Wine

A dozen rosés make a summer bouquet

 

FredTaskerWine@gmail.com

If white wine comes from white grapes and red wine comes from red grapes, where does pink wine come from?

Red grapes, mostly. But since red grapes have mostly white juice, pink, or rosé, wines are made in one of three ways.

First is skin contact. You crush the grapes, then let the juice sit on the skins to soak up color. If you soak them a short time, you get rosé.

The second way is rather indelicately called saignee, or “bleeding.” Sometimes a winemaker who wants mostly red wine will drain off some of the juice from the red skins after a short time. That juice, which is pink, is turned into rosé. The rest, left to sit on the skins in a higher skin-to-juice concentration, produces extra-red wine. Win-win.

Finally, some rosé makers simply pour a little red wine into wine. That explains “pink moscato,” since the muscat canelli grape is white.

Once cloyingly sweet and bland, most rosés today have the crisp, refreshing acid to be bright, light and lively — fruity summer wines meant to be drunk, chilled, with picnic fare — salads, sandwiches, quiches, tuna or salmon, sushi — or simply sipped on the back porch at dusk.

And they’re relatively cheap — mostly less than $20.

Sometimes the labels tell you whether they’re dry or sweet, sometimes they don’t. Here’s a rule of thumb: Check the alcohol level. Generally, the lower the alcohol — 8 percent to 11 percent — the sweeter the wine, and the higher the drier.

Highly recommended

2010 Holman Ranch Rosé of Pinot Noir, Carmel Valley, Calif. (100 percent pinot noir): dark rose color, floral aromas, black cherry and strawberry flavors, light body, crisp and dry; $22.

2012 Las Rocas Rosé, Calatayud DO, Spain (100 percent garnacha): light rose color, aromas and flavors of strawberries and red raspberries, crisp and dry; $14.

2012 Mulderbosch Cabernet Sauvignon Rosé, Coastal Region, South Africa (100 percent cabernet sauvignon): transparent, light pink color, fairly sweet, flavors of cassis, black cherries and minerals; $12.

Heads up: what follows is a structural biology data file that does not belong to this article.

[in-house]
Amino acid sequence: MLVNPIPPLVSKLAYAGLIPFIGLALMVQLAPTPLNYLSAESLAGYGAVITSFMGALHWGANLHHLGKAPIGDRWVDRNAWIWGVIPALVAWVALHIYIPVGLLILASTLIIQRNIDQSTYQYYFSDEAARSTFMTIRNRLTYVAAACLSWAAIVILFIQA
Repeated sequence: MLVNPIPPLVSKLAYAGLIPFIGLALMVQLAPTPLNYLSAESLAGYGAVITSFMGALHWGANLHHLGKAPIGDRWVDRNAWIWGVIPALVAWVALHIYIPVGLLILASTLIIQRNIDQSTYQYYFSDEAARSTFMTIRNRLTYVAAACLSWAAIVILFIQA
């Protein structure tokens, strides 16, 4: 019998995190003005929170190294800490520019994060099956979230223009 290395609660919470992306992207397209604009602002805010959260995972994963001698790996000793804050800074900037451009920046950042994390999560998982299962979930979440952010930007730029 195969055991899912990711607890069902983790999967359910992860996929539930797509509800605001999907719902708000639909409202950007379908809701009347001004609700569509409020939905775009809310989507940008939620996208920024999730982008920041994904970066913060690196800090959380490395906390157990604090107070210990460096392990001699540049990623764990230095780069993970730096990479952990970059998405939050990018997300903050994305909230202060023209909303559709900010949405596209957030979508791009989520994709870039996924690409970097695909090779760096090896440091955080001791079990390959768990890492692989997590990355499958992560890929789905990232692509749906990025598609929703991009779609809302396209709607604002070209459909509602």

2012 Hecht & Bannier Languedoc Rosé, Languedoc-Roussillon, France (34 percent Grenache, 33 percent syrah, 33 percent syrah): floral aromas, intense tart cherry and spice flavors, crisp and lively; $15.

Recommended

2012 El Coto de Rioja Rosado, Rioja, Spain (50 percent termpranillo, 50 percent garnacha): pale cherry color, ripe sweet cherry flavors, crisp and lively; $11.

2012 Luigi Bosca Finca La Linda Malbec Rosé, Mendoza, Argentina (100 percent malbec): pale violet color, lightly sweet strawberry and spice aromas and flavors; $13.

2012 Marc Roman Rosé, Languedoc-Roussillon, France (100 percent syrah): medium rose color, aromas and flavors of ripe strawberries and red raspberries, crisp; $10.

2012 Castello Monaci Kreos Rosato, Puglia, Italy (90 percent negroamaro, 10 percent malvasia nera di lecce): transparent rose color, full-bodied, aromas and flavors of black cherries and spice; $16.

2011 Martin Weyrich Allegro Pink Rosato (muscat canelli plus small dose of red wine): pale rose color, floral aromas, lightly fizzy, quite sweet, flavors of ripe strawberries and apricots; $12.

2012 Tower 15 Winery Sunset Rosé, Paso Robles, Calif. (60 percent Grenache, 40 percent mourvedre): transparent salmon color, floral aromas, aromas and flavors of black cherries and minerals; $18.

2012 Vera Vinho Verde Rosé, Vinho Verde DOC, Basto, Portugal (60 percent vinhao, 40 percent rabo de anho): dark, transparent rose color, sweet flavors of strawberries and pink grapefruit; $11.

2011 Herade do Esporao “Vinha da Defesa” Rosé, Alentejo, Portugal (syrah and aragones): dark rosé, lightly sweet, aromas and flavors of black cherries and apricots; $13.

Fred Tasker writes about wine for the McClatchy News Service. Contact him at fredtaskerwine@gmail.com.

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